Jay

    To be fully transparent, I know Andrew - but this doesn't affect my rating. The book's summary is very accurate so I see no need to rehash it. Singled Out is thoroughly researched, but extremely accessible to YA readers. It's examination into the LGBTQ+ history and culture surrounding Glenn Burke's life is age- appropriate. It should foster discussion in classroom settings. I was curious if the book would be a hagiography, but Maraniss also details character flaws that did not serve Burke well in his To be fully transparent, I know Andrew - but this doesn't affect my rating. The book's summary is very accurate so I see no need to rehash it. Singled Out is thoroughly researched, but extremely accessible to YA readers. It's examination into the LGBTQ+ history and culture surrounding Glenn Burke's life is age- appropriate. It should foster discussion in classroom settings. I was curious if the book would be a hagiography, but Maraniss also details character flaws that did not serve Burke well in his minor league ascent and inability/indifference to putting in effort in the classroom or finding gainful employment once his baseball career ended. Even as an adult reader who already knew about Burke's baseball career, importance, and struggles after baseball - I found myself learning quite a bit due to Andrew's research. I'd recommend to adult baseball readers who aren't familiar with Glenn Burke as well. My only point of contention was Andrew's narrative about the eventual backlash to disco music. I do not believe there were racial or homophobic undertones to it. The music craze had run its course. As the fans chanted in unison on Disco Demolition Night at the White Sox game "Disco sucks, Disco sucks!" 5 stars.

  3. 5 out of 5

    michelle

    *Thank you to NetGalley for a digital review copy. All opinions are my own. I'm not a huge fan of sports biographies, but this sounded incredibly interesting and I am a huge Dodgers fan. Andrew Maraniss really understands narrative nonfiction and this book just flowed off the pages. This is an incredibly interesting story and one that I doubt many people have ever heard of. First there is the fact that he "invented" the high five. But more importantly, he was gay in a time when it was really diff *Thank you to NetGalley for a digital review copy. All opinions are my own. I'm not a huge fan of sports biographies, but this sounded incredibly interesting and I am a huge Dodgers fan. Andrew Maraniss really understands narrative nonfiction and this book just flowed off the pages. This is an incredibly interesting story and one that I doubt many people have ever heard of. First there is the fact that he "invented" the high five. But more importantly, he was gay in a time when it was really difficult to be gay and nearly impossible to be gay and in sports. This is a very niche biography though and I fear that it will not get read as much as it should, but it was very well written and compelling.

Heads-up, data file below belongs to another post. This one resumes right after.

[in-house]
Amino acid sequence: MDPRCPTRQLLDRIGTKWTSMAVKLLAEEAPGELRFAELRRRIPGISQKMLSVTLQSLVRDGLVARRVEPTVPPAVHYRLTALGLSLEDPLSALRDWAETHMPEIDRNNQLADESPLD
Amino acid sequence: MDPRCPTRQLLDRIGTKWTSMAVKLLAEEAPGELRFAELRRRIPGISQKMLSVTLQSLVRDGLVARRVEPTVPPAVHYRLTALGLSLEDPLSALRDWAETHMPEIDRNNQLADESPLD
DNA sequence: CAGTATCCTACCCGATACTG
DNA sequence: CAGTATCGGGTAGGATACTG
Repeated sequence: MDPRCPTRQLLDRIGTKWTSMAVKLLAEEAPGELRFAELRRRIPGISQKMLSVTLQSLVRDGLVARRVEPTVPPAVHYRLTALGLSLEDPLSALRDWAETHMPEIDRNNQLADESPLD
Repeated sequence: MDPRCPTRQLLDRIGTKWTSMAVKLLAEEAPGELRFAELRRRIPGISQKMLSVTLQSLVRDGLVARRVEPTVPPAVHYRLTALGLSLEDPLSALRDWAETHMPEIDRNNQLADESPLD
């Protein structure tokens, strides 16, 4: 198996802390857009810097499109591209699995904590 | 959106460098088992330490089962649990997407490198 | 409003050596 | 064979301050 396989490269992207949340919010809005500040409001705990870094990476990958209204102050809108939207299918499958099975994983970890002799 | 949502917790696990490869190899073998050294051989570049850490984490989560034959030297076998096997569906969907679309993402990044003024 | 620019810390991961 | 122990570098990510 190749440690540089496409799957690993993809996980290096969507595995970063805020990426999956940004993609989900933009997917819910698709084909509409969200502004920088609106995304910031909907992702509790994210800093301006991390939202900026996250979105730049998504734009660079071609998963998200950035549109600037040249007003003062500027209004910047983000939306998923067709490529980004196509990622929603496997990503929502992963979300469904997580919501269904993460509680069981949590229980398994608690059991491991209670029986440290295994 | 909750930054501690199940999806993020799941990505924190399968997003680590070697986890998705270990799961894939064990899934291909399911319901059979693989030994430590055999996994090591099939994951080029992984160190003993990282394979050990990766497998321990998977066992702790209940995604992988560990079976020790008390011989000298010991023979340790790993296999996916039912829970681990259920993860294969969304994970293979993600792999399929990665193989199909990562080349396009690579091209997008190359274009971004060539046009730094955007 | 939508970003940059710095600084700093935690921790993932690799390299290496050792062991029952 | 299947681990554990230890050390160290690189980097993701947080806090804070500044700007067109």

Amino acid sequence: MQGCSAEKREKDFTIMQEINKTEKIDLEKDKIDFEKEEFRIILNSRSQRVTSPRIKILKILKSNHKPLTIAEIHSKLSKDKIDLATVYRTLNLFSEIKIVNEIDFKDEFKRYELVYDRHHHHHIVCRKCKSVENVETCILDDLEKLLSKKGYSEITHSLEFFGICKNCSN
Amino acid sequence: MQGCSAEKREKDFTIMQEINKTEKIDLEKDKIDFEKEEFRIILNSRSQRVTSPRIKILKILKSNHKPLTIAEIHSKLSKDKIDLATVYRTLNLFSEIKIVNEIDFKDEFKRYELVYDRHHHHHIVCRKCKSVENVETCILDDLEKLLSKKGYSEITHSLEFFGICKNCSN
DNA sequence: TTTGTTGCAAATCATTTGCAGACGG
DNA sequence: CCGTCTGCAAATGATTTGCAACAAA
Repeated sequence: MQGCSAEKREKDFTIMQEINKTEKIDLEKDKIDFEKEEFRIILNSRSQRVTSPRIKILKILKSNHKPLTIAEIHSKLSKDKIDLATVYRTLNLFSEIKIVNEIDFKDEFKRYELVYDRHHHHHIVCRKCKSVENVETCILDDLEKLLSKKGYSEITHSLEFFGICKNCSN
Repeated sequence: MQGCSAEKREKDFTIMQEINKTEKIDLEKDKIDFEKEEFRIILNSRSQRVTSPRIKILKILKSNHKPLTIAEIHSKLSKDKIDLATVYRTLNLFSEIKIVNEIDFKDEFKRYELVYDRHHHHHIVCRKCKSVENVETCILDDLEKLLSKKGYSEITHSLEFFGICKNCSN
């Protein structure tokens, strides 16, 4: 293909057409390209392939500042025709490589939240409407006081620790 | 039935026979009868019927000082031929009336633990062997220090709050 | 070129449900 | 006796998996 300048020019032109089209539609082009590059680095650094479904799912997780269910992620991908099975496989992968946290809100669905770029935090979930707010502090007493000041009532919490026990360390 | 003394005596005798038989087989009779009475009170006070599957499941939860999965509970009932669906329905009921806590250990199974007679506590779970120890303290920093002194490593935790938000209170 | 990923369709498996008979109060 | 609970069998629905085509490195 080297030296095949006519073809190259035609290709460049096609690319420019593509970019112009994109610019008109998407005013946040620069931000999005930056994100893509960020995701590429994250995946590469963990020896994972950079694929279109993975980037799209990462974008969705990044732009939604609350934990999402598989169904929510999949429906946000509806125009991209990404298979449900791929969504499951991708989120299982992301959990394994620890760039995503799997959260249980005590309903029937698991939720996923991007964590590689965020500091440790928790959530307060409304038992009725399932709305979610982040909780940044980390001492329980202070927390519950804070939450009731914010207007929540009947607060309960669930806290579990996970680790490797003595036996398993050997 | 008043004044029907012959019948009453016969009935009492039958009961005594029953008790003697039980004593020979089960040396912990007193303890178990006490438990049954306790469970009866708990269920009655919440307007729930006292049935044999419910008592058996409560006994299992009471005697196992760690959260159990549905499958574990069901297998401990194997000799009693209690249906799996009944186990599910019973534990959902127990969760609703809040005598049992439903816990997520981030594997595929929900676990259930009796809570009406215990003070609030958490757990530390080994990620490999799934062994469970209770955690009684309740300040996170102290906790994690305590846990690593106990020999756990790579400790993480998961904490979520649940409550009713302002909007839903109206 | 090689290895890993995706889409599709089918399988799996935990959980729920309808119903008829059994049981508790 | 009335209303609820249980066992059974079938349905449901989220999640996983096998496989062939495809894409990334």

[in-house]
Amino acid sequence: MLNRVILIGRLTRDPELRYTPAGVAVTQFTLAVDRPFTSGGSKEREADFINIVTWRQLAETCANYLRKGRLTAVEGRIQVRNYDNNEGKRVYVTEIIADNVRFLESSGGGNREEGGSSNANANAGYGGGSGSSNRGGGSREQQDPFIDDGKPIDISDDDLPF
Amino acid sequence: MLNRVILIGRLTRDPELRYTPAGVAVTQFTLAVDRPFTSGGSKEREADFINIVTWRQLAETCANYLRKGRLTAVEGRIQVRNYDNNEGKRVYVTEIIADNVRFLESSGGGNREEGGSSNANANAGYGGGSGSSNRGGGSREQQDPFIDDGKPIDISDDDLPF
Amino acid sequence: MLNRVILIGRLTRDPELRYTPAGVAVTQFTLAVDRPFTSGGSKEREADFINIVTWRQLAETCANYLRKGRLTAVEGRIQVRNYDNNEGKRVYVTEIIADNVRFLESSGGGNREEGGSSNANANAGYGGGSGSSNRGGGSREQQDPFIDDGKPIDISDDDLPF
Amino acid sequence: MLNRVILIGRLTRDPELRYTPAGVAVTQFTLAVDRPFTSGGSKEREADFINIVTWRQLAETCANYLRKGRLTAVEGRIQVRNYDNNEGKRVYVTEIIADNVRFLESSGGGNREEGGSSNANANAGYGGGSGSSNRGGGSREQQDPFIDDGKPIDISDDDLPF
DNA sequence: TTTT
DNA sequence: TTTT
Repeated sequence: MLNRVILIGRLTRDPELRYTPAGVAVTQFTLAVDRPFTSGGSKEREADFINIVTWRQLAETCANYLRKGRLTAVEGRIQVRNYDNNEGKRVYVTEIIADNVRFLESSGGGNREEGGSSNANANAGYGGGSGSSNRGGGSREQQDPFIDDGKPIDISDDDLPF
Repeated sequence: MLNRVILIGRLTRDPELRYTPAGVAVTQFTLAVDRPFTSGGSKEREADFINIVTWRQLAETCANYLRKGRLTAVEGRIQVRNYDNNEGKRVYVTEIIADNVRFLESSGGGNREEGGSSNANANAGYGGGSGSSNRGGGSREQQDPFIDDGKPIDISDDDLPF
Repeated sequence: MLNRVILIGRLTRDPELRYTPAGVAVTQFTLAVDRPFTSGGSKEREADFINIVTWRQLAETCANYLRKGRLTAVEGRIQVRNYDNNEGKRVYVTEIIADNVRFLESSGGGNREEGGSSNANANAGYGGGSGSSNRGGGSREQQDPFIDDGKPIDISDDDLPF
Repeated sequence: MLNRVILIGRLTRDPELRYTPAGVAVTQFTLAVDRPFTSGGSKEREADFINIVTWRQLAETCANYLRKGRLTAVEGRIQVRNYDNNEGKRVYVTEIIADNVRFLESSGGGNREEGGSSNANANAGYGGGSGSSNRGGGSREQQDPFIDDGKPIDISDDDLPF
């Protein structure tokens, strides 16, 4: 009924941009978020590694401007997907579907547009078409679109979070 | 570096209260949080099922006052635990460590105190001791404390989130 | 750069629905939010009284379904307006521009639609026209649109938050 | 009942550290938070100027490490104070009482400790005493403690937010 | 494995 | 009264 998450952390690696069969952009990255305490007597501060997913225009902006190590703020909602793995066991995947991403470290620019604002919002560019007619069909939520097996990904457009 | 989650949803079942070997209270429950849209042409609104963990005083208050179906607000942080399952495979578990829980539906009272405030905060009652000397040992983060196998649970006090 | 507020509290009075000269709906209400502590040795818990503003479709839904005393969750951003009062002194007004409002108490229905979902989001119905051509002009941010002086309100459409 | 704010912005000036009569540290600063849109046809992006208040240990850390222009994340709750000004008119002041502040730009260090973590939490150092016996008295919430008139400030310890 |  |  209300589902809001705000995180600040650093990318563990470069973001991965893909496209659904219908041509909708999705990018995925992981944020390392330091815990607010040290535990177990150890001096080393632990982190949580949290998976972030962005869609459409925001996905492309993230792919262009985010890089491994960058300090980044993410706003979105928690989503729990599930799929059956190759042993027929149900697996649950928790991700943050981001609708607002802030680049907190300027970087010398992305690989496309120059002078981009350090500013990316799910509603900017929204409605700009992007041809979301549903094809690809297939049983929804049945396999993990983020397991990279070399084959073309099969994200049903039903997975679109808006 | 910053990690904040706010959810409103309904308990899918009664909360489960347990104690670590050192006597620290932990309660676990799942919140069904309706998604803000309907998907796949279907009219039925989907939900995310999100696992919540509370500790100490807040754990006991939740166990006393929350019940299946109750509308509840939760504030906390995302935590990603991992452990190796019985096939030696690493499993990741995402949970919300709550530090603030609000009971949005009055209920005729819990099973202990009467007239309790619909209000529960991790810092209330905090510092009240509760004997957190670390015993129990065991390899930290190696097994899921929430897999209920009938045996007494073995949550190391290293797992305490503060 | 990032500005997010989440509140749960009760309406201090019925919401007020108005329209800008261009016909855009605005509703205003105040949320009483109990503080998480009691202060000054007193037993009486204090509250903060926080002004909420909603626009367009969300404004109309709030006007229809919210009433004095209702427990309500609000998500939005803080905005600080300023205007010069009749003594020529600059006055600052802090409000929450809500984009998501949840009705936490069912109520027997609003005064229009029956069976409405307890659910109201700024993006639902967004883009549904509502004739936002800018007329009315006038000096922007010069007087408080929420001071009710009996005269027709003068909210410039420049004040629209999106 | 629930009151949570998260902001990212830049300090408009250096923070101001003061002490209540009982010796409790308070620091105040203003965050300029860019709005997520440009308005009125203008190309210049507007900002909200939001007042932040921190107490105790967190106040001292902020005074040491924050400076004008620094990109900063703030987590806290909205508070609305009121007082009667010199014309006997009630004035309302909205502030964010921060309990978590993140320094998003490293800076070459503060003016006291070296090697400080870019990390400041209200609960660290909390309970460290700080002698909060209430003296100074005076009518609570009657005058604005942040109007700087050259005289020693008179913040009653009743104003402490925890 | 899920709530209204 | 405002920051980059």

4. 4 out of 5

    Barb

    Great narrative nonfiction about Glenn Burke. Maraniss took great care with research and it shows. This book brings to light so many important and relevant issues, although Burke’s time in MLB was in the 70s. I’m a librarian and will be adding this to my collection.

  5. 5 out of 5

    Mary Foxe

    Skimmed. Good book, but, alas, I have only a passing interest in baseball so I am not the intended audience for this book, but I think anyone who is interested in sports will love this book. To quote The Good Place, "The problem is me." Skimmed. Good book, but, alas, I have only a passing interest in baseball so I am not the intended audience for this book, but I think anyone who is interested in sports will love this book. To quote The Good Place, "The problem is me."

  6. 4 out of 5

    J. Daniel

    Maraniss does an outstanding job of telling Burke's story. Maraniss does an outstanding job of telling Burke's story.

  7. 4 out of 5

    Sean Kinch

    Read my review at Chapter16.org: https://chapter16.org/the-natural/ Read my review at Chapter16.org: https://chapter16.org/the-natural/

  8. 4 out of 5

    Stephen Chase

    This review has been hidden because it contains spoilers. To view it, click here. The best of baseball, for the first openly gay MLB star!!!!!!!!!!!!!!!!!!!!!!!!!!!!!!!!!

  9. 4 out of 5

    Mary Yram

    Great one-shot, I'm glad found this. If you have some great stories like this one, you can publish it on NovelStar. Great one-shot, I'm glad found this. If you have some great stories like this one, you can publish it on NovelStar.

  10. 5 out of 5

    Tatiana Torres

    I cried reading the story of Glenn Burke, and how my fav team had a hand in ruining his life to be quite honest. Singled out tells his story wonderfully.

  11. 4 out of 5

    Don Kyser

    Andrew Maraniss did a good job of weaving Glenn’s baseball story with his coming out and how society came to (or didn’t) terms with the AIDS crisis.

  12. 4 out of 5

    David Ettinger

  13. 5 out of 5

    R.c.

  14. 5 out of 5

    Lee Owen

  15. 4 out of 5

    Anna

  16. 5 out of 5

    John Dimoia

  17. 4 out of 5

    Nathan Wiers

  18. 4 out of 5

    Hannah Byrd Little

  19. 5 out of 5

    Mike

  20. 5 out of 5

    Edward Brown

  21. 5 out of 5

    Jake Elman

  22. 4 out of 5

    Holly McCall

  23. 5 out of 5

    Gerard

  24. 5 out of 5

    Doug

  25. 5 out of 5

    Jeff Larsen

  26. 4 out of 5

    Phil

  27. 5 out of 5

    Kathryn Edgett

  28. 4 out of 5

    Fran Caparrelli

  29. 5 out of 5

    D.C.

  30. 5 out of 5

    Richard